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Made by: Julius Rappoport
On view in: Icon Room
About this object
As this clock demonstrates, famed Russian designer Carl Fabergé borrowed ideas not only from eighteenth-century France, but also from the English rococo. An eighteenth-century clock attributed to James Cox that reputedly belonged to Empress Alexandra (now at the Walters Art Gallery, Baltimore) might have inspired the piece in the Hillwood collection. To create the clock in the Hillwood collection, Fabergé both copied and altered details from his model. Both clocks take the form of chests of drawers, and two putti at each side support the clockworks. In addition to drawers, the Fabergé clock has side panels that open to reveal portraits on ivory of Nicholas and Alexandra. Hillwood's clock was among the treasures Fabergé displayed at the Exposition Universelle in Paris in 1900. It was then described as "A little Louis XV cabinet, given to the Dowager Empress by the late Czar, is surmounted by a clock, on the top of which is a dove in brilliants, bearing a fine pearl. It is a very handsome work of art". According to the hallmarks and its scracth (or Fabergé record) number, the clock was produced after December 1893. It was recorded as being in the Dowager Empress's blue study at the Anichkov palace in St. Petersburg in 1897. Thanks to newspaper accounts, it is now known that the clock was a gift from Alexander III to his wife, most likely to commemorate the engagement and forthcoming wedding of their son, the future Nicholas II, to Princess Alix of Hesse (Alexandra Fedorovna). Alexander III died before the wedding on November 1, 1894. Hillwood's clock may have been his last present to his wife, and it is perhaps for this reason that she particularly cherished it. "She cannot look at it without emotion," proclaimed a French newspaper in 1900.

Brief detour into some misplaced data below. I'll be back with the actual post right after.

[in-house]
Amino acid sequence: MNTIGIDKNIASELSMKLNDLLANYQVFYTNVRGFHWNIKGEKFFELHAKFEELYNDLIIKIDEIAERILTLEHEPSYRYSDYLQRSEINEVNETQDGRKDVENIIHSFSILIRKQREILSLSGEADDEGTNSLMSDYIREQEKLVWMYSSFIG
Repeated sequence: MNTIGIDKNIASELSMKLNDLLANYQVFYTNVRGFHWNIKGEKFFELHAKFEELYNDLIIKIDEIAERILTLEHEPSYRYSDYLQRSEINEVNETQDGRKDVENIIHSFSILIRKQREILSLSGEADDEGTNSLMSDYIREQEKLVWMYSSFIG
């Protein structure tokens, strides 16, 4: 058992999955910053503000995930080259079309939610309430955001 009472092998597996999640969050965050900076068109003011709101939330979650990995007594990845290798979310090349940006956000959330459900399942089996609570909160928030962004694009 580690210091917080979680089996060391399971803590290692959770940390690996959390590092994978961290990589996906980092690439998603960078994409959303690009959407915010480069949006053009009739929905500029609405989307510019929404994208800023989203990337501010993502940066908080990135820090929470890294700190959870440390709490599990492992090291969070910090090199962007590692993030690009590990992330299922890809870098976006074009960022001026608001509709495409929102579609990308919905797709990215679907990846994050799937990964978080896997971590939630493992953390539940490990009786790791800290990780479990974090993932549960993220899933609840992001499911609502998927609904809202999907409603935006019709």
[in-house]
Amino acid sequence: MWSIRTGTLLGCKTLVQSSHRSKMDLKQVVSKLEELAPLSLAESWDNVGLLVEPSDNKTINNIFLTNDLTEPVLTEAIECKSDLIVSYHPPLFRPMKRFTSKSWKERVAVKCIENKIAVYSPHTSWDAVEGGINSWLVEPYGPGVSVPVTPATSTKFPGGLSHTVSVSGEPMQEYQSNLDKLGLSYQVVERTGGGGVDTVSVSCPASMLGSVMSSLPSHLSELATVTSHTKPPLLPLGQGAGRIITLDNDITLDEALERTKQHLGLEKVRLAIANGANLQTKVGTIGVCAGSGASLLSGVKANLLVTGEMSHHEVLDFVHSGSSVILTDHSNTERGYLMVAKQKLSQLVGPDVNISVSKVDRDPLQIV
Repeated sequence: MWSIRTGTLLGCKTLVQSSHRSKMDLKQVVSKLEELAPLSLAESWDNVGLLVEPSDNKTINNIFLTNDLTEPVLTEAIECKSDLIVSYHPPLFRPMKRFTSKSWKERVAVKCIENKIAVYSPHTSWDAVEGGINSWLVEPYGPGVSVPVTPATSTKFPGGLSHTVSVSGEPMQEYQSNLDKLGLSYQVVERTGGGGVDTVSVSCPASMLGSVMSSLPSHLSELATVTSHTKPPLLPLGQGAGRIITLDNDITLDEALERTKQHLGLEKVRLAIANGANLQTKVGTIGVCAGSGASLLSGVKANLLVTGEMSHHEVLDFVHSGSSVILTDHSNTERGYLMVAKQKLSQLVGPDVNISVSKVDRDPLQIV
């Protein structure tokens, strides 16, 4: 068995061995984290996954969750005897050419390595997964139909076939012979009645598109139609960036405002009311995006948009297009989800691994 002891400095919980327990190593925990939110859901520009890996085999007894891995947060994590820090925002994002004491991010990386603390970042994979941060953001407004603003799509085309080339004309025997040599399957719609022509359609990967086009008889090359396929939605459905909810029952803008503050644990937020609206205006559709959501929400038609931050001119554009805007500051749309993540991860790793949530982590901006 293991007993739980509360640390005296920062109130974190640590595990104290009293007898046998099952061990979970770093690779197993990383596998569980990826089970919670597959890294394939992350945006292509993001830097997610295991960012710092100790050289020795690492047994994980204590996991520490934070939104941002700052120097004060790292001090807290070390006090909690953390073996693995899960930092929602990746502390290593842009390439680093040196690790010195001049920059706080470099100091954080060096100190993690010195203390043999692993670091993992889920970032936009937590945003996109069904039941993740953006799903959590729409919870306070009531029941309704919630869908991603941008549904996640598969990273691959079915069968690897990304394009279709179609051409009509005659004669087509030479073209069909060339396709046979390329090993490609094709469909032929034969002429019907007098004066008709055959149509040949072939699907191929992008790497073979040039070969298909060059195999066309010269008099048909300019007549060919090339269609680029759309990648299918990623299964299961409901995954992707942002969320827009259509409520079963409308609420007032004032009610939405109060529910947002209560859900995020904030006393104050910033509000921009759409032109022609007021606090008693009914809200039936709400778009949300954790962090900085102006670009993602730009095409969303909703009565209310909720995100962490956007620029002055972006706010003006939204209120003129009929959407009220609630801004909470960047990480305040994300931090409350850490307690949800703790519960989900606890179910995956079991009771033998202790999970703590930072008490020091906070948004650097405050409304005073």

The case is made of pale green bowenite in silver mounts. The lower portion is in the form of a two-drawer 18th century commode, resting on four lizard-shaped monsters in silver for feet. The frame of the clock-case is in silver with rococo scrolls and a protome at each corner. At the right side, an oval opens to display a miniature of the Emperor Nicholas II and at the other side, an oval covers a matching miniature of the last Empress, Alexandra Fedorovna. At the back of the commode is a silver medallion with the cipher of Maria Fedorovna, the Dowager Empress. The clock is above the commode and is supported by two putti at each side. The whole is surmounted by a bouquet of flowers in emeralds, cabochon rubies and pearls.
- Object name:
- Made from:
- Silver gilt -- bowenite --emerald --ruby --pearl --watercolor on ivory
- Made in:
- Saint Petersburg, Russia
- Date made:
- c. 1894
- 28.6 × 10.2 cm (11 1/4 × 4 in.)
Detailed information for this item
- Catalog number:
- Signature marks:
- MARK IR in Cyrillic (initials of workmaster Julius Rappoport), 88 and crossed anchors (assay mark for St. Petersburg before 1899) [On the back in rococo shell] INSCRIPTION H. Moser & Cie [On clock mechanism] SCRATCHED NUMBER 47670 [On feet]
- Credit line:
- Bequest of Marjorie Merriweather Post, 1973
- Featured in publication:
- "A Taste for Splendor: Russian Imperial and European Treasures from the Hillwood Museum","Fabergé at Hillwood","Hillwood Museum & Gardens: Marjorie Merriweather Post's Art Collector's Personal Museum","Fabergé Rediscovered"